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What does Christmas mean to me? – By Louise Voss, author

by ParentalChoice
in Working Mum, Family, Children
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Christmas means different things to different people depending on your circumstances. We all have our own personal views on Christmas and the Christmas period. Parental Choice asked Louise Voss, established thriller author, for her views on Christmas and what it means to her:

 

louise

“I sometimes wish I was the sort of person who could think of Christmas as ‘just another day’ – but I’ve never been able to do that.  I LOVE Christmas. I love everything that’s real about the true, celebratory meaning of it. I love that it’s a time for family and Christmas stockings, presents under the tree, eating and drinking too much, wearing silly hats and playing silly games, and I love the community spirit of it – the one day of the year when people out for walks will actually smile and talk to strangers.

Sadly, though, in the eleven years since my divorce and then my lovely mum’s descent into Alzheimer’s, my visions of Christmas and the realities have been steadily separating, to the point that, this year, for the first time ever, I will wake up on my own on Christmas Day.  I can’t afford to go away, but I’m determined to be positive about it, and not spend the day with a quivery lip, silently weeping into my plum pudding for one as I try and force my cats to wear paper hats…. I wish I had a huge family, or that I was close to my cousins – but then, don’t we all wish for a lot of things that are never likely to happen?

My child-free Christmases have in the past been spent, variously, cruising the Caribbean with an American friend I hadn’t seen for years (that was a highlight), on a tennis holiday in Portugal, at a wedding in Philadelphia, or with friends in New York.  Not every free year has been that exciting, of course, but I can truthfully say I’ve never had a terrible Christmas since I’ve been divorced.  Just different.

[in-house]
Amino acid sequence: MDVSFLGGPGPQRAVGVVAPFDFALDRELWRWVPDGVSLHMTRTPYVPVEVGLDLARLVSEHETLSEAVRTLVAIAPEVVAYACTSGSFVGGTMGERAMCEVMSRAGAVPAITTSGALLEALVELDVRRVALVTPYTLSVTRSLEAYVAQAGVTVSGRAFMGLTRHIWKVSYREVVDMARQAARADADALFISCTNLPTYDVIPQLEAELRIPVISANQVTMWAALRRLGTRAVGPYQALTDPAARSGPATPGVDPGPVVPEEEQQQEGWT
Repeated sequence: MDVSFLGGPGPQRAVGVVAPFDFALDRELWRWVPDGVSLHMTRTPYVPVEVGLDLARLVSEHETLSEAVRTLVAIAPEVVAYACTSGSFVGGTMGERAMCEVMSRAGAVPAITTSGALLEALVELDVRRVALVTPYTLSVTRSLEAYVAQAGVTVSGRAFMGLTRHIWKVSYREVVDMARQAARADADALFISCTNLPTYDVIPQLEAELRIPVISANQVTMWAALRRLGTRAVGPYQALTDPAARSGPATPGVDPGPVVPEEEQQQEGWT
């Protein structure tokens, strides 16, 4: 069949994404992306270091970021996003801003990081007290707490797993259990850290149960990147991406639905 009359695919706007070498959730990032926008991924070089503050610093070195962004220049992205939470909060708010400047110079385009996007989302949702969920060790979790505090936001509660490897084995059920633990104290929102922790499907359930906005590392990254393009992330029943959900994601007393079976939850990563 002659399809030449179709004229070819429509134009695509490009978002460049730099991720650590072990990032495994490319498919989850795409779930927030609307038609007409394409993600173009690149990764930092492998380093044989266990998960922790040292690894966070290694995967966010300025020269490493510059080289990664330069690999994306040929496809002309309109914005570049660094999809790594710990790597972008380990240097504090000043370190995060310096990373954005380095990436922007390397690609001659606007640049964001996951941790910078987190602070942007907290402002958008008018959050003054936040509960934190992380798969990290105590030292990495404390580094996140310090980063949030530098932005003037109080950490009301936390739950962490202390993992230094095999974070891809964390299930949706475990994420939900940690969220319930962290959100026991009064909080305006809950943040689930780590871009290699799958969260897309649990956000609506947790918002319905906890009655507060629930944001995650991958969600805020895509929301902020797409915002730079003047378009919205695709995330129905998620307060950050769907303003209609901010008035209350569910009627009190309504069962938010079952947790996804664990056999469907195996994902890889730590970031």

So I have compiled a list of Positive Things that I’ve found to be true about being a single parent at Christmas on the years that the kids are with the ex: 

  • The generous and heart-warming invitations from friends to spend the day with them (in my case politely declined, because I don’t want to gate-crash another family’s day, but which all made me very happy to receive).
  • Getting a lie-in on Christmas morning.
  • The opportunity to do something altruistic like volunteering to help serve lunch at a homeless shelter.
  • Not being run ragged shopping, cooking, serving, clearing, cleaning, etc.etc…
  • Having the freedom to do exactly what you want (budget permitting of course!)
  • Eating and drinking whatever you like.  If you don’t like turkey, you don’t have to have it (In fact, now is a good time to confess that I have never cooked a turkey in my life. I’m not sure how I’ve got to my fifth decade and managed this, but I’m quite proud of it).
  • Having the freedom to spend the day with friends who may also be ‘family-restricted’, or ‘family-challenged’.
  • Sole control of the remote, all day. Not to be underestimated. 
  • And, possibly best of all: no family arguments.  No overtired kids, demanding relatives outstaying their welcome, vast numbers to cater for, exhausted partner… 
  • Every Christmas is likely to be very different to the preceding one.  

 

I suspect that there might be quite a few folk who’ve read this far and may well be starting to envy me – in fact, writing this has made me feel a lot more chipper about it.  I wouldn’t want to spend Christmas on my own every year, but once in a while is hardly going to kill me, is it?  I count my blessings every day, and Christmas will be no different.  I have a beautiful daughter, a roof over my head, great friends, my health – and no washing up to do after dinner on the 25th.  

I’ll drink to that.  Happy Christmas!”

Louise Voss has been writing for the past seventeen years, with many twist and turns in her career. She started her publishing life with four novels for Transworld/Black Swan, the first of which, To Be Someone, was published in 2001 with its own CD soundtrack.

To Be Someone was followed by three more contemporary women’s fiction novels, Are You My Mother?, Lifesaver, and Games People Play, until she successfully switched to publishing thrillers with Mark Edwards in 2011. She and Mark were the first British indie authors to reach No.1 on the Amazon charts with Catch Your Death, where they stayed for the month of June 2011, with their novel Killing Cupid also at No. 2. This led to a four-book deal with Harper Collins.

Today Louise is a hybrid author, i.e. self-publishing her solo novels and continuing to publish with Mark Edwards. Thomas & Mercer have just published From The Cradle, their fifth novel together, and her first solo thriller, The Venus Trap, will be out in February 2015.

To buy Louise’s latest book, please go to:

http://www.amazon.co.uk/Cradle-Louise-Voss-ebook/dp/B00K8EM27C/ref=sr_1_1?s=digital-text&ie=UTF8&qid=1413382377&sr=1-1&keywords=from+the+cradle

 

 

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